Can the Financial Markets Privately Regulate Risk? The Development of Derivatives Clearing Houses and Recent Over-the-Counter Innovations

42 Pages Posted: 2 Aug 1999

See all articles by Randall Kroszner

Randall Kroszner

University of Chicago - Booth School of Business; National Bureau of Economic Research (NBER)

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Date Written: March 1999

Abstract

This paper explores how organization and contract design has evolved to address regulatory challenges in risk management. In the early part of the century, futures exchanges responded to credit risks by developing clearing houses that act as guarantors. The liability structure of the clearing house involves mutualization of risks through "partial permanent" integration of the exchange members. Bank clearing houses historically involved "contingent" integration and risk mutualization during panics. Recent organizational innovations have allowed the risk-control benefits of the clearing house to be replicated in the decentralized over-the-counter derivatives markets. Credit rating agencies and advances in risk modeling are key to permitting the recent "dis-integration," which has implications for the scope of public versus private regulation in banking and financial markets.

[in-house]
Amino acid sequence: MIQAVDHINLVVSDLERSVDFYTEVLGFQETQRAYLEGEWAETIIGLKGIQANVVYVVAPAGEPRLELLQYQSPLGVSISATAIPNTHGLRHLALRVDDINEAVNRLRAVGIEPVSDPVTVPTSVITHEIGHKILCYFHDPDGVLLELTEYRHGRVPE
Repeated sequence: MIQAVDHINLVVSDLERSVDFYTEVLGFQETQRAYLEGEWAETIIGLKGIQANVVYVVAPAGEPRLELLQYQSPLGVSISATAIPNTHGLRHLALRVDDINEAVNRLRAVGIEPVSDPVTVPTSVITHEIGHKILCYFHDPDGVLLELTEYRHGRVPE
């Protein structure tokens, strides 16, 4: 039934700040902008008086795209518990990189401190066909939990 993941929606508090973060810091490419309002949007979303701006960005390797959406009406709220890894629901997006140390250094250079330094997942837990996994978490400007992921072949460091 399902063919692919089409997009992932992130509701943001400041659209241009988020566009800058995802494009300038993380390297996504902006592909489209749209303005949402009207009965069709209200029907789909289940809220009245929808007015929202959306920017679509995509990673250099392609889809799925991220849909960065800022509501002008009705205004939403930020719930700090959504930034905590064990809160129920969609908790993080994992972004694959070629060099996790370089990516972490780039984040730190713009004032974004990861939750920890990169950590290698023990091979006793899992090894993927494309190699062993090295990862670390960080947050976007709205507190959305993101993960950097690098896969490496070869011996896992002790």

JEL Classification: L22, G28, K22, N20

Suggested Citation

Kroszner, Randall, Can the Financial Markets Privately Regulate Risk? The Development of Derivatives Clearing Houses and Recent Over-the-Counter Innovations (March 1999). Available at SSRN: https://ssrn.com/abstract=170350 or http://dx.doi.org/10.2139/ssrn.170350

Randall Kroszner (Contact Author)

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